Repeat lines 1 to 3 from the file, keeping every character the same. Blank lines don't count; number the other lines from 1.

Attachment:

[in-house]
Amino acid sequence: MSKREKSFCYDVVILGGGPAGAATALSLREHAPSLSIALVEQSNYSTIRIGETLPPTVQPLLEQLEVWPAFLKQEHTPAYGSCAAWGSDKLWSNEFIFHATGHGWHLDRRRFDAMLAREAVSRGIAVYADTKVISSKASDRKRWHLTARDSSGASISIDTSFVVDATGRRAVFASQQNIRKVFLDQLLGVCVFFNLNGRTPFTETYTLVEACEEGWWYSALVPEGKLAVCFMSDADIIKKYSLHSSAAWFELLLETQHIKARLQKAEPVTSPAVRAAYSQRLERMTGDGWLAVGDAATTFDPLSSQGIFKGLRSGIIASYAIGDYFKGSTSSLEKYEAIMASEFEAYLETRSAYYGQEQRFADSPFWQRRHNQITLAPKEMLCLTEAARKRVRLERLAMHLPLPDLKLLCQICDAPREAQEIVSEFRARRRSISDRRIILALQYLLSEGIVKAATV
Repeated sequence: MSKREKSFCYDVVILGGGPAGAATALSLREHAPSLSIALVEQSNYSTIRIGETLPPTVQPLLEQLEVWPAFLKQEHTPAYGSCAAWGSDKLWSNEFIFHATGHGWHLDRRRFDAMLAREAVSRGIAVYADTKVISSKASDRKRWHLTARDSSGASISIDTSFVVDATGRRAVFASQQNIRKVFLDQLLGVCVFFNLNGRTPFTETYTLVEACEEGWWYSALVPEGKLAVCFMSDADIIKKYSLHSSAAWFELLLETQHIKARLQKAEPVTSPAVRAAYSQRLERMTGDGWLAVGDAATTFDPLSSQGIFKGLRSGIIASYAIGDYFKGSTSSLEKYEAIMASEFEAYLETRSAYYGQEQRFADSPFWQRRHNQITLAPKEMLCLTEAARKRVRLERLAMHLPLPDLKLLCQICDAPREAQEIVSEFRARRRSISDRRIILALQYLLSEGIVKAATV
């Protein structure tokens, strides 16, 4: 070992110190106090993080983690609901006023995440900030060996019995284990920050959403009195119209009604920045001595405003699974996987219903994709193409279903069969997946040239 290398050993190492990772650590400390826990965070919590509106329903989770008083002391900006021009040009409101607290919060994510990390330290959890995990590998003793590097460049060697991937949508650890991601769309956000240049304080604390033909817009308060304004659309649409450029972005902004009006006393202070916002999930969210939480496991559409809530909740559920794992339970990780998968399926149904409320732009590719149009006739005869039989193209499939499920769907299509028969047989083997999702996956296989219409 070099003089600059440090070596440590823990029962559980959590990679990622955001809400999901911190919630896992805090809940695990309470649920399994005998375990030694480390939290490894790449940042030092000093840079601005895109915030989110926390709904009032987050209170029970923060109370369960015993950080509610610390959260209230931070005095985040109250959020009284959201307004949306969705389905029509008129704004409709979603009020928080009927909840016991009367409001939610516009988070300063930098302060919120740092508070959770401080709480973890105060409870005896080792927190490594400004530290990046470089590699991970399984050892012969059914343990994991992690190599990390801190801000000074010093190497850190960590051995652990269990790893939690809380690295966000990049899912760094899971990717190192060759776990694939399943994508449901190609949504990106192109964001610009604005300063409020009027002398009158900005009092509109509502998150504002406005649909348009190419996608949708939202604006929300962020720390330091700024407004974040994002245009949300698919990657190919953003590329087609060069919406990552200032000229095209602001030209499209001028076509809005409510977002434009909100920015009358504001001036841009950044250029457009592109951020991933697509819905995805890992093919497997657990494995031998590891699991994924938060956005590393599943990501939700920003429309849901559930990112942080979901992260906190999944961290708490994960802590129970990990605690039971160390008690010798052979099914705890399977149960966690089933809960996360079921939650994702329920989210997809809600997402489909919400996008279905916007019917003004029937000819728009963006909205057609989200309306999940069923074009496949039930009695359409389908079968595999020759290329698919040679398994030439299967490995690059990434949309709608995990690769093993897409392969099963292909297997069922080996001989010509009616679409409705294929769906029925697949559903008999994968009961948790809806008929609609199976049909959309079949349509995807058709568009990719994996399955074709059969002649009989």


[in-house]
Amino acid sequence: MSKREKSFCYDVVILGGGPAGAATALSLREHAPSLSIALVEQSNYSTIRIGETLPPTVQPLLEQLEVWPAFLKQEHTPAYGSCAAWGSDKLWSNEFIFHATGHGWHLDRRRFDAMLAREAVSRGIAVYADTKVISSKASDRKRWHLTARDSSGASISIDTSFVVDATGRRAVFASQQNIRKVFLDQLLGVCVFFNLNGRTPFTETYTLVEACEEGWWYSALVPEGKLAVCFMSDADIIKKYSLHSSAAWFELLLETQHIKARLQKAEPVTSPAVRAAYSQRLERMTGDGWLAVGDAATTFDPLSSQGIFKGLRSGIIASYAIGDYFKGSTSSLEKYEAIMASEFEAYLETRSAYYGQEQRFADSPFWQRRHNQITLAPKEMLCLTEAARKRVRLERLAMHLPLPDLKLLCQICDAPREAQEIVSEFRARRRSISDRRIILALQYLLSEGIVKAATV
Repeated sequence: MSKREKSFCYDVVILGGGPAGAATALSLREHAPSLSIALVEQSNYSTIRIGETLPPTVQPLLEQLEVWPAFLKQEHTPAYGSCAAWGSDKLWSNEFIFHATGHGWHLDRRRFDAMLAREAVSRGIAVYADTKVISSKASDRKRWHLTARDSSGASISIDTSFVVDATGRRAVFASQQNIRKVFLDQLLGVCVFFNLNGRTPFTETYTLVEACEEGWWYSALVPEGKLAVCFMSDADIIKKYSLHSSAAWFELLLETQHIKARLQKAEPVTSPAVRAAYSQRLERMTGDGWLAVGDAATTFDPLSSQGIFKGLRSGIIASYAIGDYFKGSTSSLEKYEAIMASEFEAYLETRSAYYGQEQRFADSPFWQRRHNQITLAPKEMLCLTEAARKRVRLERLAMHLPLPDLKLLCQICDAPREAQEIVSEFRARRRSISDRRIILALQYLLSEGIVKAATV